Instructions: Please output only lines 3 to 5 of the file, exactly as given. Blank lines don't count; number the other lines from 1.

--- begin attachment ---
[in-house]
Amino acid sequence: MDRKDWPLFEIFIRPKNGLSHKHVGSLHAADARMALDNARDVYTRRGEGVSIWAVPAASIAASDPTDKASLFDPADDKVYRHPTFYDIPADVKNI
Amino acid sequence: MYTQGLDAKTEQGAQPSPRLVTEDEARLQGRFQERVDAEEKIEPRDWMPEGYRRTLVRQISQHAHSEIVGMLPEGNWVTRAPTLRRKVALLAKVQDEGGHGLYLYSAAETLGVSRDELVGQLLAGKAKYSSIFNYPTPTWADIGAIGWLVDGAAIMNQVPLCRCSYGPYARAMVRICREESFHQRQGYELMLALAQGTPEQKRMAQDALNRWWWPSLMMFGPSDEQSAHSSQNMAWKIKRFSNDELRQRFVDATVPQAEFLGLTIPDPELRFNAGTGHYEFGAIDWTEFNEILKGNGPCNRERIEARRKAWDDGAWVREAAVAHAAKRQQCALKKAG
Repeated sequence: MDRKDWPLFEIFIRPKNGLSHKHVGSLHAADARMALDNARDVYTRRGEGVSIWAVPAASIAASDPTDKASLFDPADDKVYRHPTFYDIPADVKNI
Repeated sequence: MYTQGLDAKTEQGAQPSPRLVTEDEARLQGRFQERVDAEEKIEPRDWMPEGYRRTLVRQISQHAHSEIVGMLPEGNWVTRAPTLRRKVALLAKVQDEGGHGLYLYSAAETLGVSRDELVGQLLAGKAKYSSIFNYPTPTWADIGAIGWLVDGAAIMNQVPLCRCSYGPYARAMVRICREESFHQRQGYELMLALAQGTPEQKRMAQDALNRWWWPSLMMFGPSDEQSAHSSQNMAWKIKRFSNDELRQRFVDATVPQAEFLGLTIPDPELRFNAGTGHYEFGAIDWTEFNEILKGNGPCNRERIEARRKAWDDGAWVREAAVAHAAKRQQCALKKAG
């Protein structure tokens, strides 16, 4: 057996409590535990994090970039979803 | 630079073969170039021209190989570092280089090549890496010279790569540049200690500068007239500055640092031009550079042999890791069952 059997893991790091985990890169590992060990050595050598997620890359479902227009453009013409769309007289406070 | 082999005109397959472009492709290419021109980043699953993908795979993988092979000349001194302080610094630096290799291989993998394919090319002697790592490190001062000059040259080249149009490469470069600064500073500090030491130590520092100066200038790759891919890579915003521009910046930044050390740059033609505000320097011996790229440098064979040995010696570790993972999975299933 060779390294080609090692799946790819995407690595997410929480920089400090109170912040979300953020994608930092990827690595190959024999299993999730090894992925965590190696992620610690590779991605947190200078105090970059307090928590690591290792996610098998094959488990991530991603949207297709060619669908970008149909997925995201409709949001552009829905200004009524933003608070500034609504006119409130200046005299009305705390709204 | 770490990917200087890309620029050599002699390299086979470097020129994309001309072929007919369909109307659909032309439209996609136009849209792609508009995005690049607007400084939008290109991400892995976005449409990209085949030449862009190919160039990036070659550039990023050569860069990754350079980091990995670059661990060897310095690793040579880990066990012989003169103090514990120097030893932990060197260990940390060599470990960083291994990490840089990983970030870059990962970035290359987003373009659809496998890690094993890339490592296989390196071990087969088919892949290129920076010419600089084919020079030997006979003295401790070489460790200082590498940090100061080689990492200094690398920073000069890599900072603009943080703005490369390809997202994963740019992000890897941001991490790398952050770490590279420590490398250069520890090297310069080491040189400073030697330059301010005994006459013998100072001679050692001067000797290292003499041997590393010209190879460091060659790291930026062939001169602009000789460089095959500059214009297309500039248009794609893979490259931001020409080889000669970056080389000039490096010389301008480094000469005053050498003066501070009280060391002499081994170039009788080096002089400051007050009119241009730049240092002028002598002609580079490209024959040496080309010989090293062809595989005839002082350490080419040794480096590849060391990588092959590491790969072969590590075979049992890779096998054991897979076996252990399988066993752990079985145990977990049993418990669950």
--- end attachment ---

Amino acid sequence: MYTQGLDAKTEQGAQPSPRLVTEDEARLQGRFQERVDAEEKIEPRDWMPEGYRRTLVRQISQHAHSEIVGMLPEGNWVTRAPTLRRKVALLAKVQDEGGHGLYLYSAAETLGVSRDELVGQLLAGKAKYSSIFNYPTPTWADIGAIGWLVDGAAIMNQVPLCRCSYGPYARAMVRICREESFHQRQGYELMLALAQGTPEQKRMAQDALNRWWWPSLMMFGPSDEQSAHSSQNMAWKIKRFSNDELRQRFVDATVPQAEFLGLTIPDPELRFNAGTGHYEFGAIDWTEFNEILKGNGPCNRERIEARRKAWDDGAWVREAAVAHAAKRQQCALKKAG
Repeated sequence: MDRKDWPLFEIFIRPKNGLSHKHVGSLHAADARMALDNARDVYTRRGEGVSIWAVPAASIAASDPTDKASLFDPADDKVYRHPTFYDIPADVKNI
Repeated sequence: MYTQGLDAKTEQGAQPSPRLVTEDEARLQGRFQERVDAEEKIEPRDWMPEGYRRTLVRQISQHAHSEIVGMLPEGNWVTRAPTLRRKVALLAKVQDEGGHGLYLYSAAETLGVSRDELVGQLLAGKAKYSSIFNYPTPTWADIGAIGWLVDGAAIMNQVPLCRCSYGPYARAMVRICREESFHQRQGYELMLALAQGTPEQKRMAQDALNRWWWPSLMMFGPSDEQSAHSSQNMAWKIKRFSNDELRQRFVDATVPQAEFLGLTIPDPELRFNAGTGHYEFGAIDWTEFNEILKGNGPCNRERIEARRKAWDDGAWVREAAVAHAAKRQQCALKKAG